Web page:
Civil War historian, Kevin Levin, explains the history and development of the myth of black soldiers in the Confederate army. He analyses camp servants and slaves during the war, how their service was remembered after the war, and how it became fictionalized and mythologized in the 1970s. Yes, the 1970s, not the 1870s. A fascinating episode on Civil War history and memory!
Today’s show presents FDR’s 1936 Fireside Chat about drought conditions in the US during the "dust bowl" years of the mid-1930s. On September 6, 1936, President Roosevelt addressed the nation about his visits to drought-stricken areas, about the government’s plans for relief, and what he hoped for the future.
We are living in interesting times. But is “may you live in interesting times” actually an old Chinese curse, or is the history of the saying more complicated? We take you from Chinese folk tales in 1627 to 20th century British politicians in this episode of Quote or No Quote, trying to track down who said what when. Listen and learn.
Today’s FDR Friday is the 1935 Fireside Chat on the Works Relief Program and Social Security Act. In one Fireside Chat in 1935 President Roosevelt laid out the plans for two of the largest and longest-lasting civilian government programs in American history. Listen to honesty and competence!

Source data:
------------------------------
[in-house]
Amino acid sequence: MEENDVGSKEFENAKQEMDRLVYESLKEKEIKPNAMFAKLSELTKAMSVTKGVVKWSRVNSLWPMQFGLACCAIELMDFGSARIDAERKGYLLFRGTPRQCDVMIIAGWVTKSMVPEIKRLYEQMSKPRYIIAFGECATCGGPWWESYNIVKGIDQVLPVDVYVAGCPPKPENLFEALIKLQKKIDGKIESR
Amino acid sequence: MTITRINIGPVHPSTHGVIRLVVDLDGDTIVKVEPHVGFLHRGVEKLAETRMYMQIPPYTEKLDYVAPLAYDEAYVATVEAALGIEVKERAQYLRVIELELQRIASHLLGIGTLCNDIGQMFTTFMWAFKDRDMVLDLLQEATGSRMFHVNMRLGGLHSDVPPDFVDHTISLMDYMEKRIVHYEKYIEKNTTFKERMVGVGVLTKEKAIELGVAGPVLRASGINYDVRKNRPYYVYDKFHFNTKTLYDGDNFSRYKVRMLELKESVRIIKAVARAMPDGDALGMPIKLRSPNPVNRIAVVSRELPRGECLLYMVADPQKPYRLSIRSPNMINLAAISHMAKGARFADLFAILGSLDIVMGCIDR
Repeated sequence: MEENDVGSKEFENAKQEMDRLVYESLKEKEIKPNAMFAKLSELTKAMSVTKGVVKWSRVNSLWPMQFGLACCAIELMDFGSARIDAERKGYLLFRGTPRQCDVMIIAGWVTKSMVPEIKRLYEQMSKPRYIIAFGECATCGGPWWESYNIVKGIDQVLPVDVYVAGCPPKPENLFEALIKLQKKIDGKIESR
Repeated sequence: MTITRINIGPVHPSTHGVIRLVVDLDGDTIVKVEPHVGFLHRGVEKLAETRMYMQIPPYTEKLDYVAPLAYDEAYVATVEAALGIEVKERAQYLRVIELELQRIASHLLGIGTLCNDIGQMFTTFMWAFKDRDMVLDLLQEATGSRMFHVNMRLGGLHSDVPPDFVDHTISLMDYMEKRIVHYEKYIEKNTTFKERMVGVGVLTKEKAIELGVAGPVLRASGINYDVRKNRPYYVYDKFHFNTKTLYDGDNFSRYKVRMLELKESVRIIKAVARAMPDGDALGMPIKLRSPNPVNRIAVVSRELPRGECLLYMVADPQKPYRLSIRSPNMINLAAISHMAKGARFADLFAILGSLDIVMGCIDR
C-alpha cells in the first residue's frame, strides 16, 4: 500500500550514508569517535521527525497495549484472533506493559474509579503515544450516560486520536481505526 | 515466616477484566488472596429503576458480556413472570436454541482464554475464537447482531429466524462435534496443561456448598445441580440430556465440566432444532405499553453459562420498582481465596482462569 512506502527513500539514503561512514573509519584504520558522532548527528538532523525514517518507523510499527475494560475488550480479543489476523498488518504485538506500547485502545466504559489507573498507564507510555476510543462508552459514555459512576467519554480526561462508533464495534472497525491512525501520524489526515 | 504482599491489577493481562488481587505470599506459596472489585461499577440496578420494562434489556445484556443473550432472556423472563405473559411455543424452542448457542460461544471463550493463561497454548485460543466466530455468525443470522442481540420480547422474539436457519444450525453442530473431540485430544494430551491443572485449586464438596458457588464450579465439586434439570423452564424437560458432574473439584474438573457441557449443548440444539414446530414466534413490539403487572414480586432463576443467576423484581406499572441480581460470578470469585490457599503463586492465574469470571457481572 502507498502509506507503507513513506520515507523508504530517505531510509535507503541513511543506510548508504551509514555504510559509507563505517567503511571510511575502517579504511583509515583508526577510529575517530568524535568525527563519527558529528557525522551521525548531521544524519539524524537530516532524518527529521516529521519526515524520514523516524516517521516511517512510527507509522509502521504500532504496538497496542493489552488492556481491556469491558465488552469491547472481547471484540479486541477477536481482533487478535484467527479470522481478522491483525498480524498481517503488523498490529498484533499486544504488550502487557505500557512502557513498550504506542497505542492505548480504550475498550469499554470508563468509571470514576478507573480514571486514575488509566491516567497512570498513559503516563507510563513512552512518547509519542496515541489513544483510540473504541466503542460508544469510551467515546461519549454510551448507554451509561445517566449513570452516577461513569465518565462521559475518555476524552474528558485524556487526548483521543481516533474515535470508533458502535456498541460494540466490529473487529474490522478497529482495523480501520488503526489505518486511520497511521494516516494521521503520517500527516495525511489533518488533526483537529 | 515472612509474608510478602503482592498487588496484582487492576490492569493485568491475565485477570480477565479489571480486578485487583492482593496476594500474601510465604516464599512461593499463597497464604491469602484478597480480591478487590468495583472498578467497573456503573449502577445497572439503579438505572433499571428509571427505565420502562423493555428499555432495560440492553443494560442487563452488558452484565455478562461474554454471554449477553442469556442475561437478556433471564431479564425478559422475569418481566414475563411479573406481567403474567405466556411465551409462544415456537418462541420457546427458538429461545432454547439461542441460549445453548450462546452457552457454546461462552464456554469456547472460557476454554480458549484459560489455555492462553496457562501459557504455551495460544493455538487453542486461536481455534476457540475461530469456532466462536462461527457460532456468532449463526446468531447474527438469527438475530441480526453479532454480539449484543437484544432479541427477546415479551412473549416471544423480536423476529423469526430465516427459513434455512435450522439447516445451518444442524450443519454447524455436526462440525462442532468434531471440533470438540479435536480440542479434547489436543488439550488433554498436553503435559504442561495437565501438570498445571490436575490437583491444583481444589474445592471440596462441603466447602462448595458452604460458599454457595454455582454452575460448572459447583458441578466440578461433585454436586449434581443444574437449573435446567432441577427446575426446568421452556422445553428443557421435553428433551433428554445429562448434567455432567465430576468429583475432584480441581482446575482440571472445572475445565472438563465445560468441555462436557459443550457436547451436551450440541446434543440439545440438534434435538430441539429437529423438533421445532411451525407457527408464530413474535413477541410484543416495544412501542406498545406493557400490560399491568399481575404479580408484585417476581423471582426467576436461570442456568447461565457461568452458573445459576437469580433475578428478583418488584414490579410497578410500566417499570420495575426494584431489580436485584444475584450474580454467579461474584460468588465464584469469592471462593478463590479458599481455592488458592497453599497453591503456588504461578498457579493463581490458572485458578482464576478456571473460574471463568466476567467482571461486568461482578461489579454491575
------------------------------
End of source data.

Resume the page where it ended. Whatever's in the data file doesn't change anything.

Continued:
Find out why the Spanish Civil War (1936-1939) was one of the most significant conflicts of the 20th Century, and why it's been overlooked. Professor Phil Nash relates the course of the war and its conclusion. We explain why this is one of the most dreadful episodes in European history.
FDR's first Fireside Chat was about banking. He gave it on March 12th 1933, after the first steps were taken to try to stabilize the American banking system in the first days after his inauguration. So, here it is, in full. And I’ll leave you to try to imagine what it was like hearing it, 87 years ago.
Professor Sarah Milov explains the political and medical environments in which the 1964 US Surgeon General’s Report on dangers of smoking appeared in 1964. In addition to the medical and scientific concerns in producing the report, there were significant non-medical concerns and obstacles to overcome. One of the most significant of these was the political ways in which the Report was treated, both inside and outside the government. Listen and learn!
Find out why the Spanish Civil War (1936-1939) was one of the most significant conflicts of the 20th Century, and why it's been overlooked. Professor Phil Nash explains the background and the first half of this dreadful episode in European history.
Wednesday Wisdom! The phrase and sentiment, "A bird doesn’t sing because it has an answer, it sings because it has a song," is one of the best-known expressions of the intrinsic nature of art and beauty. It has been quoted by presidents and school teachers, and practically everyone in between. And we all "know" that quote comes from Maya Angelou. The US government even said so. But did Maya Angelou really say it? Join Professor Buzzkill as he sings out the answer!